Ian Fenwick was born in September 1910 in Malmesbury, Wiltshire, the son of Captain Charles Harry Fenwick of the 60th Rifles, who had married an American socialite called Lilian Everett from Newport, Rhode Island. Ian’s father, who was known as Harry, had achieved fame, of a sort, by owning Why Not, which won the Grand National at Aintree in 1894.
Ian was an excellent sportsman and played for Winchester College's 1st XI in 1929. Ian then went up to Pembroke College, Cambridge, and then to art college in Berlin.
He was busy as an artist during the 1930s. His drawings appeared in many magazines, including Punch, Men Only, and London Opinion. His books, and books he illustrated, included: Pick-Me-Up, Songs of a Sub-man, The Bed Book, Weepings and Wailings, I’m Telling You When and Where to Winter Sport, Start Early, Car Canny and Enter Trubshaw (a posthumous collection of Ian’s drawings).
Ian was commissioned as a Second Lieutenant in the Leicestershire Yeomanry on 20 February 1937, after reaching the rank of Lance Corporal whilst serving with the Cadets of the Winchester College Contingent, Junior Division Officer Training Corps.
With the re-organisation of the Army in early 1940 the Leicestershire Yeomanry became an artillery regiment. Consequently Second Lieutenant Fenwick was transferred to the Royal Artillery on 15 February 1940.
He was then transferred from the Royal Artillery to the King’s Royal Rifle Corps on 30 June 1940 and then seconded to 'a specialist appointment' at Coleshill with the rank of Captain. After training, he was posted to Somerset as Intelligence Officer where his charismatic leadership established the country’s second largest number of Auxiliary Units, trained in insurgency in the event of German invasion, building up to 300 men in 44 patrols working out of 50 secret Operational Bases.
Ian then served in the Middle East, the North African desert campaign right through to Tunisia and then took part in the invasion of Sicily/Italy. He probably served with the 2nd Battalion, the King’s Royal Rifle Corps.
Upon returning to the United Kingdom, in 1943, he volunteered for airborne forces and was transferred to The Army Air Corps, The Parachute Regiment, on 1 September 1943. He qualified as a parachutist at RAF Ringway on course number 87, 13 to 25 October 1943. Upon completion he was posted to the Depot & School Airborne Forces at Hardwick Hall, Near Chesterfield. His instructors comments:
“Average performer, height 6 foot, 3 inches affects speed of exit, good nerve control, fine spirit.”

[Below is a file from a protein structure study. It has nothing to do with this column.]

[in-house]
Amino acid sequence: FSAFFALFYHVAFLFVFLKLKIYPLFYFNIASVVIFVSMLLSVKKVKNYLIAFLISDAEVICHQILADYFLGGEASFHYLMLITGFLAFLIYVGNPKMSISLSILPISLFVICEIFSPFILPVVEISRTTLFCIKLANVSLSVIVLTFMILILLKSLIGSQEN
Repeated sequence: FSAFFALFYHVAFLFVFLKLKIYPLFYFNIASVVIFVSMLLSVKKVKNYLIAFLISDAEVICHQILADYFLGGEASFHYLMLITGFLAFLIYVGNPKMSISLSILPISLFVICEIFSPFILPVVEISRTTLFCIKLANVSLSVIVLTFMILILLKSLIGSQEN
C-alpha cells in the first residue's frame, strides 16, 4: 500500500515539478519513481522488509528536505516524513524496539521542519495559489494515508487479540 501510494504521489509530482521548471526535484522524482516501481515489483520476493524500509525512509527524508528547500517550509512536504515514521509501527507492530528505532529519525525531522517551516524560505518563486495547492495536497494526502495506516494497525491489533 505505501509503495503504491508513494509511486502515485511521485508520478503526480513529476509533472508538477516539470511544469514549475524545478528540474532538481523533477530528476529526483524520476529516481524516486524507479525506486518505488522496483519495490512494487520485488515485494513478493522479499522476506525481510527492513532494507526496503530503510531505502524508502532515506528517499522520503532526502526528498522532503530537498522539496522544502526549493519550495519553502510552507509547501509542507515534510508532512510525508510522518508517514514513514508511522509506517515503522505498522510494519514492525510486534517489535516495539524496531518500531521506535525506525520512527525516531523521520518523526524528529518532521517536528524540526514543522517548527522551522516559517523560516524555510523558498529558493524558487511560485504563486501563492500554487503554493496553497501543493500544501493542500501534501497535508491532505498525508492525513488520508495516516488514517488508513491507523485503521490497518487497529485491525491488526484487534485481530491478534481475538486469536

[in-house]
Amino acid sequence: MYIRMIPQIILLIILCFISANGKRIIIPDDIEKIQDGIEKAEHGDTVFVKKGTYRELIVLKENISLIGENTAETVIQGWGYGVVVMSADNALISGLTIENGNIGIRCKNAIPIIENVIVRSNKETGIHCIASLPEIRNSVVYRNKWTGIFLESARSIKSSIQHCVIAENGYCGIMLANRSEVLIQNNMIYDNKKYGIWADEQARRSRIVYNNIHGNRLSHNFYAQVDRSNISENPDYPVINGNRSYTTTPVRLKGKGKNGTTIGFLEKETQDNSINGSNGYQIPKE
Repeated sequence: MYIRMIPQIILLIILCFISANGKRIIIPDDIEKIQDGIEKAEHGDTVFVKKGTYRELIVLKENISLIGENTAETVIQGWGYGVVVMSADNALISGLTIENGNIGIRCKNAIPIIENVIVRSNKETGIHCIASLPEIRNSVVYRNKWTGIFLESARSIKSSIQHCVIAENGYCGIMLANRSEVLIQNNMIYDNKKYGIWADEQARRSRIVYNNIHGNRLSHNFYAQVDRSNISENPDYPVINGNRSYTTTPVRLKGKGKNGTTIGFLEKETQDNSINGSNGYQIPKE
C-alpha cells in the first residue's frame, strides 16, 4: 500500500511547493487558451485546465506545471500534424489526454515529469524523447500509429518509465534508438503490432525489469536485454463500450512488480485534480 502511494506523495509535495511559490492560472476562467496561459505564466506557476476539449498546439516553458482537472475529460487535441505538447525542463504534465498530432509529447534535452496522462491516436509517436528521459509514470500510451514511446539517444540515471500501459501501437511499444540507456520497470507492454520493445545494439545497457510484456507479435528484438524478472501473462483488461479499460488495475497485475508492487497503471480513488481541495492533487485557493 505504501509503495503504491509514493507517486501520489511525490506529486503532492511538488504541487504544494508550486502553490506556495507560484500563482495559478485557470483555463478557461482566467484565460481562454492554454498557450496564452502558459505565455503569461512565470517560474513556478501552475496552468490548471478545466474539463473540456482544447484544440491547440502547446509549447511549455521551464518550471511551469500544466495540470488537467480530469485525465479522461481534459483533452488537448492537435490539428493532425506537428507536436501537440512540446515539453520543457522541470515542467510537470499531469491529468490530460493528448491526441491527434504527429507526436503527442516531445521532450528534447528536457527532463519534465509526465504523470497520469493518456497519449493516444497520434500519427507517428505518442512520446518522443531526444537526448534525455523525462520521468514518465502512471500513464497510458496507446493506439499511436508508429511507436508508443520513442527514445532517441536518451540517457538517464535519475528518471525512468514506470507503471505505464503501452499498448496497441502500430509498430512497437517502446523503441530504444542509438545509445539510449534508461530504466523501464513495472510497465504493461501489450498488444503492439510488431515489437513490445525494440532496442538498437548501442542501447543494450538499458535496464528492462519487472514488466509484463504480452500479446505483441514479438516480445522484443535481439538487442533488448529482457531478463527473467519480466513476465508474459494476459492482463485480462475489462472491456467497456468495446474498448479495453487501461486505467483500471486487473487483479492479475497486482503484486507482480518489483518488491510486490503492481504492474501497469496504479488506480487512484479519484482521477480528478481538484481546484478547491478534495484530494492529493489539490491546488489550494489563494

Ian then joined the Special Air Service in February 1944, while serving as a Captain. A few months later, as commander of “D” Squadron, 1st SAS, in Operation Gain, and holding the rank of Major, he parachuted into France on the night of 16/17 June 1944, with some 60 men in the vicinity of Orleans, together with a number of Jeeps. This was just shortly after the Normandy landing, but well over a hundred miles behind enemy lines. Their job was to disrupt enemy communications, they proceeded to do just that, blowing up railway lines and, working with the French Resistance, derailing many trains. After another successful night attack on a train carrying troops and ammunition Ian reported that, “We are happy in our work.” By the end of Operation Gain, 16 railway lines had been put out of action and two locomotives and 46 trucks destroyed.
However, on 7 August, 1944, their operating base was surrounded by some 600 German soldiers as a result of intelligence they had gathered from a double agent. The base party was successful in breaking out, while Ian was out on an operational patrol at the time, but returned to assist in the withdrawal. A fellow officer wrote:
“It was typical of him that his first thought should be for the safety of his men. It was in an attempt to relieve them immediately that, after successfully attacking an enemy column, he was ambushed in his jeep and killed instantaneously. Thus died a very gallant Englishman”.
But there is more to the story than that. A fuller account suggests that Ian had been informed – wrongly – that his men had been killed, and that as he was headed to join up with another group under the command of Captain Jock Riding, his Jeep was seen by a German spotter plane, which radioed his whereabout to the SS troops on the ground. The Germans set up an ambush for him near Chambon. An elderly French woman, it is said, stopped his Jeep and warned him of the ambush. Ian, perhaps still enraged by the news of his men’s fate, is supposed to have said, “Thank you, Madame, but I intend to attack them”, and proceded to do just that, with all guns blazing. They nearly succeeded, but Ian, who was driving, was shot through the forehead. Of the others in the Jeep, Lance-Corporal Albert Menginou of the French Resistance was also killed, and Corporals Duffy and Dunkley were captured. Dunkley was executed by the the Germans the next day; Duffy escaped.
Major Ian Fenwick was killed in action on 7 August 1944, aged 33, and is buried at the cemetry at Chambon-La-Foret Communal Cemetery, France, Plot D, Grave 1.by Bob Hilton